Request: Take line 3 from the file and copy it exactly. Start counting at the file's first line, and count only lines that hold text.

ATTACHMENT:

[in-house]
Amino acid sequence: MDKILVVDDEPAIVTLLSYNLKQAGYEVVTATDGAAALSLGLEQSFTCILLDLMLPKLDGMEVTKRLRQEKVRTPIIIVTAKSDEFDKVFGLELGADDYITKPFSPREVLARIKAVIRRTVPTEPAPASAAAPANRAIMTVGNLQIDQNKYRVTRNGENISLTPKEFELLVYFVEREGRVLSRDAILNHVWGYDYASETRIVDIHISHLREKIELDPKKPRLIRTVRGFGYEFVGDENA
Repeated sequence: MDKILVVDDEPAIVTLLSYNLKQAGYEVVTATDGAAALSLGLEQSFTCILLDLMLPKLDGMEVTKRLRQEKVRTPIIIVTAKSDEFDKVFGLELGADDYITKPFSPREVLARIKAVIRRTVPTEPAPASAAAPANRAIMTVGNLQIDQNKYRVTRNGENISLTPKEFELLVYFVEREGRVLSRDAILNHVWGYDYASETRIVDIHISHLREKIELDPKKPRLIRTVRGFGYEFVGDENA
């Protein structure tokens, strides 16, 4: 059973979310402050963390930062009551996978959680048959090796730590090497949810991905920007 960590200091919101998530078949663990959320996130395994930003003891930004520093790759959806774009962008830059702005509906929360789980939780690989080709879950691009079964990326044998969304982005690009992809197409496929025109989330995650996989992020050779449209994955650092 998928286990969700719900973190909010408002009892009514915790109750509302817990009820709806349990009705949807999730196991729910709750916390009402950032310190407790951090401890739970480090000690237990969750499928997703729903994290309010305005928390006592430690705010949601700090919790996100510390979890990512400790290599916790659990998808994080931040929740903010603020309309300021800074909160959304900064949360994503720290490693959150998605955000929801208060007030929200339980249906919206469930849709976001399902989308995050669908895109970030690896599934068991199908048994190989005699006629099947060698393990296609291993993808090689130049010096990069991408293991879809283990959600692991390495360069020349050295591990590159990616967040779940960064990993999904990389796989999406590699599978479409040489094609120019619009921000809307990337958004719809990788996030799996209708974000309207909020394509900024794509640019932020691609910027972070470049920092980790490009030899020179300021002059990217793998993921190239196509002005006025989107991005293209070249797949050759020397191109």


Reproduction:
Repeated sequence: MDKILVVDDEPAIVTLLSYNLKQAGYEVVTATDGAAALSLGLEQSFTCILLDLMLPKLDGMEVTKRLRQEKVRTPIIIVTAKSDEFDKVFGLELGADDYITKPFSPREVLARIKAVIRRTVPTEPAPASAAAPANRAIMTVGNLQIDQNKYRVTRNGENISLTPKEFELLVYFVEREGRVLSRDAILNHVWGYDYASETRIVDIHISHLREKIELDPKKPRLIRTVRGFGYEFVGDENA